Guidelines for authors and peer reviewers of economic submissions to the BMJBMJ 1996; 313 doi: http://dx.doi.org/10.1136/bmj.313.7052.275 (Published 03 August 1996) Cite this as: BMJ 1996;313:275
- M F Drummond, chair of working party (email@example.com)a,
- T O Jefferson, secretary of working party (firstname.lastname@example.org) the BMJ Economic Evaluation Working Partyb
- aCentre for Health Economics, University of York, York YO1 5DD
- bMinistry of Defence, Army Medical Directorate 5, Keogh Barracks, Ash Vale, Hampshire GU12 5RR
- Members of the working party are listed at the end of the paper.Correspondence to: Dr Jefferson.
- Accepted 11 July 1996
Over the past decade interest in the economic evaluation of health care interventions has risen.1 Reviews of published studies have, however, shown gaps in the quality of work.2 3 4 5 As far back as 1974 Williams listed the essential elements of economic evaluations,6 and more recently Drummond and colleagues set out the methodological areas generally agreed among economists.7 Guidelines for economic evaluations have been promulgated and reviewed by many bodies,8 9 10 11 12 13 14 but few medical journals have explicit guidelines for peer review of economic evaluations or consistently use economist reviewers for economic papers even though they are a major publication outlet for economic evaluations.15 16 17 In January 1995 the BMJ set up a working party on economic evaluation to improve the quality of submitted and published economic articles.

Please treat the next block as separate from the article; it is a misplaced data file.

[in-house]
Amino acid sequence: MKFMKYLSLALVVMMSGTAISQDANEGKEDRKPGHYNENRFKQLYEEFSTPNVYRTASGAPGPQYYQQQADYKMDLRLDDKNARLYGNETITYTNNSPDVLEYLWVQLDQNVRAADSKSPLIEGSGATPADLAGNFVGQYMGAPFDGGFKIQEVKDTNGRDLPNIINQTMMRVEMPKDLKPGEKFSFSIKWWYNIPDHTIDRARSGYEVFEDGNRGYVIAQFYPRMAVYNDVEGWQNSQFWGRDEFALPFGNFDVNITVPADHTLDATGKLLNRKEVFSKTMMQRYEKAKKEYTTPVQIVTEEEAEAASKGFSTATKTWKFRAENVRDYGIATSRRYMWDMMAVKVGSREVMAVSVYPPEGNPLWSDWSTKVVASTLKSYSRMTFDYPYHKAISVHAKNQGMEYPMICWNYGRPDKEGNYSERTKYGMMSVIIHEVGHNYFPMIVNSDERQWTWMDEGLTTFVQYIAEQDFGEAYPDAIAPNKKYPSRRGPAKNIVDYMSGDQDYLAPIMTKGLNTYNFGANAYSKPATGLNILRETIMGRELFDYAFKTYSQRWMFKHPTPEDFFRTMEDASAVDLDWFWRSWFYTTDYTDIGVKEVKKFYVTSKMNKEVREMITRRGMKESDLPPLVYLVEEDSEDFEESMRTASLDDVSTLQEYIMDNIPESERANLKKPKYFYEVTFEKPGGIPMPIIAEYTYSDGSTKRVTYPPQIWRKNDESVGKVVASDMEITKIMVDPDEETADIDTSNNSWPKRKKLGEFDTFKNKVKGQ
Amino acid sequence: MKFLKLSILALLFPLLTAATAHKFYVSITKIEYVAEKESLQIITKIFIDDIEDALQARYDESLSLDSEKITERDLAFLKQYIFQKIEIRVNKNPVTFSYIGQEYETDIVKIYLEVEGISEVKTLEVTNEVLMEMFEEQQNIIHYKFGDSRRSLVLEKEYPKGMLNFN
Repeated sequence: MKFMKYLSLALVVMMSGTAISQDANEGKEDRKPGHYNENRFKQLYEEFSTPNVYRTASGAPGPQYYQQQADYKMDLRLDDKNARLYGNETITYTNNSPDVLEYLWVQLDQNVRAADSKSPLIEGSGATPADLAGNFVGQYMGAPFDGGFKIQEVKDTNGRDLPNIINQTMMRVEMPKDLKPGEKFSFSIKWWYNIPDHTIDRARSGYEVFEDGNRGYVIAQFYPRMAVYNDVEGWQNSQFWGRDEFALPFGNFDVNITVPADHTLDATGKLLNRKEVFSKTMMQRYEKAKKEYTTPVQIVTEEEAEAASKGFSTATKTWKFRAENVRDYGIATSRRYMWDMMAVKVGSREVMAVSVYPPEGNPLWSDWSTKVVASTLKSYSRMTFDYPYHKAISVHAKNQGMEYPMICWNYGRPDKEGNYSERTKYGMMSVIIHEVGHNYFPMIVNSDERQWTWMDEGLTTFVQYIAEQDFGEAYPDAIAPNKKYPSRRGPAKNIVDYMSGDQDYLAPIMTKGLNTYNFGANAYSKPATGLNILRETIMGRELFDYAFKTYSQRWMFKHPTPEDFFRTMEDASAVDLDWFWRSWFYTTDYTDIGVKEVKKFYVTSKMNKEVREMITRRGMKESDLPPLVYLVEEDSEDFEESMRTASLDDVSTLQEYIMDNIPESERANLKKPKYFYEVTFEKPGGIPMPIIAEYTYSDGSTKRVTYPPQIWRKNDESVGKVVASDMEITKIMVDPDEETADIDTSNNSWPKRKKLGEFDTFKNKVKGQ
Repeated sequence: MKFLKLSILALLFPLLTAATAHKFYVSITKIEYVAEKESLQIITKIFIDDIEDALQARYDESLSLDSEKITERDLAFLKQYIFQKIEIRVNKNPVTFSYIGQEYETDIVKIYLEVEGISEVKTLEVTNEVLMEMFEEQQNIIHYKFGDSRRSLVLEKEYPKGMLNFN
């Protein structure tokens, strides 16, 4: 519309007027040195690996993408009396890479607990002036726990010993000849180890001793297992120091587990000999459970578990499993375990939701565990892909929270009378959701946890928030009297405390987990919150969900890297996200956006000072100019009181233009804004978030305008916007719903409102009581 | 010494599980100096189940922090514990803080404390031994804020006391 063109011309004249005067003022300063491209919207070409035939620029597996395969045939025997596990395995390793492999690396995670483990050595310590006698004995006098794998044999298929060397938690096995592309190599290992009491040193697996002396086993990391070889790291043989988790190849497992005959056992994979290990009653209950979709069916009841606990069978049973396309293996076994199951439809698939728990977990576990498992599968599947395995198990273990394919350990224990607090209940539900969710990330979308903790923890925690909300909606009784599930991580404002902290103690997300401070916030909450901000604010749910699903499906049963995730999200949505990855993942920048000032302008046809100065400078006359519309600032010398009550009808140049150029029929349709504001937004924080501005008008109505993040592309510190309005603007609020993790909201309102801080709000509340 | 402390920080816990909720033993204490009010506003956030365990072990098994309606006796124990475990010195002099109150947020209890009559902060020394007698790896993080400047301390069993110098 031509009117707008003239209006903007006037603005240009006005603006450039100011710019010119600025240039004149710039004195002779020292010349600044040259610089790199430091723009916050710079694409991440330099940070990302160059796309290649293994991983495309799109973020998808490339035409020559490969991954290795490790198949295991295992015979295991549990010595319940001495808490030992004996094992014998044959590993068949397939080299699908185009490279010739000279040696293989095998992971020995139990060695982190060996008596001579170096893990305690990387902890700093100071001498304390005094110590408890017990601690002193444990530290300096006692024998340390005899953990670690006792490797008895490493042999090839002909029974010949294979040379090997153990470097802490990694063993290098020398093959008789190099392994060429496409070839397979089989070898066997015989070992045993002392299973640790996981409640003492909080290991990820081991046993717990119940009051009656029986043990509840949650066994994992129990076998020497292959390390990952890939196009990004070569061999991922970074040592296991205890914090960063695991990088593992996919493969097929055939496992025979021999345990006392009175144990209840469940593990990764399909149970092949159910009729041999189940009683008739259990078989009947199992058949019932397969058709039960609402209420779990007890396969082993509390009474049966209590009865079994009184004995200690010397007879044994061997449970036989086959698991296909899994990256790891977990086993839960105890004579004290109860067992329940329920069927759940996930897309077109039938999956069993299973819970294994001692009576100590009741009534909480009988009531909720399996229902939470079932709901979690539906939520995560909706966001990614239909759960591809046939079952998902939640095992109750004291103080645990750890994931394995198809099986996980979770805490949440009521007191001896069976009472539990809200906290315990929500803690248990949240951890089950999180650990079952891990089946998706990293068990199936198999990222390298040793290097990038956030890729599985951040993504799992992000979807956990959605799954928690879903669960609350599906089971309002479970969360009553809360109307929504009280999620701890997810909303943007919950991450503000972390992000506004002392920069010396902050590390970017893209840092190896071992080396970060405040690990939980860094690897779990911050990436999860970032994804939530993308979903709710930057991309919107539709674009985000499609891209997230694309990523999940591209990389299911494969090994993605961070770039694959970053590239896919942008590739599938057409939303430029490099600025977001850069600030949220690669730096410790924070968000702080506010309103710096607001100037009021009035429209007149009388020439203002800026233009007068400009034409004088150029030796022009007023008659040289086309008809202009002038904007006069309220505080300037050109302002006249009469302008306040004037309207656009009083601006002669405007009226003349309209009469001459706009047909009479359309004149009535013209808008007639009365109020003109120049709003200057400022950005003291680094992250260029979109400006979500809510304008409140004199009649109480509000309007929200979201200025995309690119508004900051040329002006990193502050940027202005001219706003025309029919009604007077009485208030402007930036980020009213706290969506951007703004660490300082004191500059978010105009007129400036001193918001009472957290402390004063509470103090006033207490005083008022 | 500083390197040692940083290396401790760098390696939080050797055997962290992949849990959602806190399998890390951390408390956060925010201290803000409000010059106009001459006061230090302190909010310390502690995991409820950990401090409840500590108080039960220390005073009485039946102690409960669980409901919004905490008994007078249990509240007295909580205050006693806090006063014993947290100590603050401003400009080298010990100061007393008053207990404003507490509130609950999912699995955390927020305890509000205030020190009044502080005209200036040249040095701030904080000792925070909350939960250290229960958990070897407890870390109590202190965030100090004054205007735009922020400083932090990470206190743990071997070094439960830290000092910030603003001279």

It was not our intention to be unduly prescriptive or stifle innovative methods; our emphasis is on improving the clarity of economic evaluations. We also did not address those issues of conduct that have been emphasised in other guidelines.13 14 15 16 17 18
The working party's methods
The working party's objectives were to improve the quality of submitted and published economic evaluations by agreeing acceptable methods and their systematic application before, during, and after peer review. Its task was to produce: (a) guidelines for economic evaluation, together with a comprehensive supporting statement which could be easily understood by both specialist and non-specialist readers; (b) a checklist for use by referees and authors; and (c) a checklist for use by editors.
In producing the guidelines the working party has concentrated on full economic evaluations comparing two or more health care interventions and considering both costs and consequences.19 Articles sent to the BMJ and other medical journals are often more broadly based “economic …